The jobs recovery that started in earnest in September looks like it will decelerate slightly in March, new data out of Business Insider shows.
Using a series of data sets, including regional Federal Reserve surveys and historical economist accuracy, Business Insider forecasts non farm payrolls will increase by 193,000 individuals.
That figure is slightly below consensus estimates on Wall Street, which peg the number at 205,000.
If that number holds, it will represent the seventh consecutive month the economy has added more than 100,000 jobs, and it could tip the country’s unemployment rate down 10 basis points to 8.2 per cent.
Although a majority of banks project unemployment will be unchanged in March, a growing number of economists see the headline rate edging lower.
“If unemployment declines 50,000, the rate will edge down to 8.2 per cent,” Deutsche Bank’s Chief Economist Joe LaVorgna says. “We would not be surprised to see the rate fall to 8.1 per cent, 0.1 per cent lower than the FOMC‘s 2012 central tendency forecast of 8.2 to 8.5 per cent. This is why we believe the rate could be of equal if not greater significance to the projected gain in payrolls.”
Including revisions to the January and February reports, Business Insider estimates the report will show a total gain of 230,000 positions.
To construct the estimate, Business Insider went over several key data points, including commercial and industrial loans, the seasonally adjusted annual rate of light vehicle sales, initial unemployment claims, five regional Federal Reserve employment sub-indexes, the Citi U.S. Surprise Index, and past economist accuracy when predicting NFP.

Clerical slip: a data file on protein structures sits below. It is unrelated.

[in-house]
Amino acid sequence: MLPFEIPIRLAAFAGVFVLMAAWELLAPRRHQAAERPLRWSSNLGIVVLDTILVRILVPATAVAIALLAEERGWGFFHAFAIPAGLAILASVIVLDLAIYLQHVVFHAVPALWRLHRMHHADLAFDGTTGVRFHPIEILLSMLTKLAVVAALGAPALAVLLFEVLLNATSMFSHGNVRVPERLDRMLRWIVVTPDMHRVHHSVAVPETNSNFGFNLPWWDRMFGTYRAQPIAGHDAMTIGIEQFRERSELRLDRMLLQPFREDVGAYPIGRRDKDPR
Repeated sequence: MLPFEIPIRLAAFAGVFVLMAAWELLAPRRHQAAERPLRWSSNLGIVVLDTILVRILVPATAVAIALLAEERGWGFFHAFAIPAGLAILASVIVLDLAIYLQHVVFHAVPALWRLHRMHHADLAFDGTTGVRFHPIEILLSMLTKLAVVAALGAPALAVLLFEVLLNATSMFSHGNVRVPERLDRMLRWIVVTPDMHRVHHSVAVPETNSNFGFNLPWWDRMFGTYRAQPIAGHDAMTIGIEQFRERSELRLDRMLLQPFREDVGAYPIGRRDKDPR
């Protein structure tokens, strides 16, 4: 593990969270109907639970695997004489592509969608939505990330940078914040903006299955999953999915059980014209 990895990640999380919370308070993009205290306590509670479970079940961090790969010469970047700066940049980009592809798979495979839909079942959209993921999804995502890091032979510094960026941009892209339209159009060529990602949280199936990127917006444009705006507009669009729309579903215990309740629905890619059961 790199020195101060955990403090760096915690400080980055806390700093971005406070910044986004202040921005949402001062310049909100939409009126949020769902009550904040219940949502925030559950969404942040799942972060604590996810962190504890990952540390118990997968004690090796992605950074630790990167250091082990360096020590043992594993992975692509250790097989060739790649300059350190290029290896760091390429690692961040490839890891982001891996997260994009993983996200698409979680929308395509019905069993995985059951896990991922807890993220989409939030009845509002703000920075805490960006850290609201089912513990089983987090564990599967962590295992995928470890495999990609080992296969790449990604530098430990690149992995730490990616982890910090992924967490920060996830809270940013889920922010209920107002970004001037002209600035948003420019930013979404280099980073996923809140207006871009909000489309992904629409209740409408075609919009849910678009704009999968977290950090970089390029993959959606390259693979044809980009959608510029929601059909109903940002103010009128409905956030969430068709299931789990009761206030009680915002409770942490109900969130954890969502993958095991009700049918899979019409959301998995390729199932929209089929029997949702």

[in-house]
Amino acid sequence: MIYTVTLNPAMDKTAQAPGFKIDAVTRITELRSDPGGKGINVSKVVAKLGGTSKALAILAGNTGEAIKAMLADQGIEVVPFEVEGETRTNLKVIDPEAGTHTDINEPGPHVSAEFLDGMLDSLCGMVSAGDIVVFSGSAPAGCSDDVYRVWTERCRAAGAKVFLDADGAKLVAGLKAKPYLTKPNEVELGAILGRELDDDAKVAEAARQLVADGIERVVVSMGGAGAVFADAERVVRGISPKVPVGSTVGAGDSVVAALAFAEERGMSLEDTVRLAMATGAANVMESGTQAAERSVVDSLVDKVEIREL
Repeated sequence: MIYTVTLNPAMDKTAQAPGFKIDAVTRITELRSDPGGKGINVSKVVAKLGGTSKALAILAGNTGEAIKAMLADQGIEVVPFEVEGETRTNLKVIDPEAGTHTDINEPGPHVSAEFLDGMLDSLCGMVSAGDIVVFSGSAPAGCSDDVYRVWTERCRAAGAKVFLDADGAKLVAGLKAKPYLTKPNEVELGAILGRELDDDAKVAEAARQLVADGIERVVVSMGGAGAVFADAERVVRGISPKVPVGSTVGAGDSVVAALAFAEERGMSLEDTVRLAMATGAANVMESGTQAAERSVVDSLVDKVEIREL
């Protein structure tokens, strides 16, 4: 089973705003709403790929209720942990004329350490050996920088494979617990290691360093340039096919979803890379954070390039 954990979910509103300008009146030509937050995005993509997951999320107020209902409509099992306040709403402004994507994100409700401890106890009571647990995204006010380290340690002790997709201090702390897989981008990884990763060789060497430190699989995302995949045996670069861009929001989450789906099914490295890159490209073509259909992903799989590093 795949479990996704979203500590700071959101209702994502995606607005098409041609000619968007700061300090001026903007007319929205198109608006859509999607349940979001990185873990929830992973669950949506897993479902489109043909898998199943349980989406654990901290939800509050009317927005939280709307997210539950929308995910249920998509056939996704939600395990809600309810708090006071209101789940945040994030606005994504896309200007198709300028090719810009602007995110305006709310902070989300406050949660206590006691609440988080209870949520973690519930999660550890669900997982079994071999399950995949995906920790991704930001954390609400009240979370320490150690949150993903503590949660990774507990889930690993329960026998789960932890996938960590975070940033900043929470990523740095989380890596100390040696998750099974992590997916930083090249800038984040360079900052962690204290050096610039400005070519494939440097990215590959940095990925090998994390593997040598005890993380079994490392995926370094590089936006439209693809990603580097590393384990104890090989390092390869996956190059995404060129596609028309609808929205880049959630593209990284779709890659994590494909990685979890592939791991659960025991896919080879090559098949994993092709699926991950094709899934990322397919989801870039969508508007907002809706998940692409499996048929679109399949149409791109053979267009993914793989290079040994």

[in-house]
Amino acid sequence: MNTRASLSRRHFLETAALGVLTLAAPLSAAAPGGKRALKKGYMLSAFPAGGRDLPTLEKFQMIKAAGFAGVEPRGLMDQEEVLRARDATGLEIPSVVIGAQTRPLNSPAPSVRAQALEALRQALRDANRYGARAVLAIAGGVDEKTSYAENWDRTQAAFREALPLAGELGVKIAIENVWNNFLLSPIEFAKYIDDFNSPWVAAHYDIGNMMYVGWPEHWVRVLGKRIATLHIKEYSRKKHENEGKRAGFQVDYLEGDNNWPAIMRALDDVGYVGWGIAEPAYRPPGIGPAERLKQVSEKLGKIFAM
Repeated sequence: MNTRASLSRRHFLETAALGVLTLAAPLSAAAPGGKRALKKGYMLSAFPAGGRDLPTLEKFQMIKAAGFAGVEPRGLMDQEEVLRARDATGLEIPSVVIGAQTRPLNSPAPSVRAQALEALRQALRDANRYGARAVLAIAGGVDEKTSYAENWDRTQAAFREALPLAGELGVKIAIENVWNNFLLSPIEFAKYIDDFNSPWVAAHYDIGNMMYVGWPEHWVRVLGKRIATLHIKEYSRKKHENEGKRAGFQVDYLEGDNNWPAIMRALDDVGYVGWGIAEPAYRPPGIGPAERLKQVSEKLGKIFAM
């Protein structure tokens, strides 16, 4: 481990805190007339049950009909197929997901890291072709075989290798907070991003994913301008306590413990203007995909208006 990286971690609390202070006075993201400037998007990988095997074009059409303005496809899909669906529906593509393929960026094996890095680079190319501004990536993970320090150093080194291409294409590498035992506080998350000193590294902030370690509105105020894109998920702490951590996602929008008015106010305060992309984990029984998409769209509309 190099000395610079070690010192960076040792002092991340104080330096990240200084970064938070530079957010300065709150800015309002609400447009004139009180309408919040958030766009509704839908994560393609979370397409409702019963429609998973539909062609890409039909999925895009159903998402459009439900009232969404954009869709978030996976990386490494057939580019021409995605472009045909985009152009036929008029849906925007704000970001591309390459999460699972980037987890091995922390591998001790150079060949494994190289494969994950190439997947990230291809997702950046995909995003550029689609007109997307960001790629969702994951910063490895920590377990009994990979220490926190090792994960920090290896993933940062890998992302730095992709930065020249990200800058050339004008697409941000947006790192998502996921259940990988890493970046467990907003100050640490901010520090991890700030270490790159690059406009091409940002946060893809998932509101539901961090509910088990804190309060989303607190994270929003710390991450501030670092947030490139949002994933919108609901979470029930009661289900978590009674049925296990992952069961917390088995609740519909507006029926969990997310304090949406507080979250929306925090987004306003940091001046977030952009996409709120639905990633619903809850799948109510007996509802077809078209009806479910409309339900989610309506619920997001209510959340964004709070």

Citi Surprise Index & Economist Accuracy
The first indicator blended into the model is the Citi Surprise Index, a measure of economist accuracy. The index is a measure of how close economist predictions are to reality: the higher the number, the further behind the curve analysts are in judging the strength of the economy.
Business Insider broke up the index into pieces to look at specific economic periods and arcs, targeting moments when analysts continued to diverge from actual economic performance. Over the past seven months, economists have generally underestimated the pace of job growth.
And that continued through last month, albeit at a much lower rate.
At present, the index shows economic activity continues to positively outpace economist predictions, standing at 15.0. However that margin has deteriorated sharply from February. A series of data points released towards the end of March missed expectations, dampening predictions and the Citi index.
To better look into the cloud of data points, Business Insider limited the difference between expectations and actual nonfarm results to times when the Citi Index was within 5 points of 15.0 and -15.0. On average, economists were just two per cent below the actual result.
Photo: Eric Platt/Business Insider
Business Insider also forecast results of revisions to the January and February report. Below, output from the Citi Surprise weighted model.
Eric Platt/Business Insider
*The May and June 2008 data points were not included in the average because of skew associated with the deepening recession.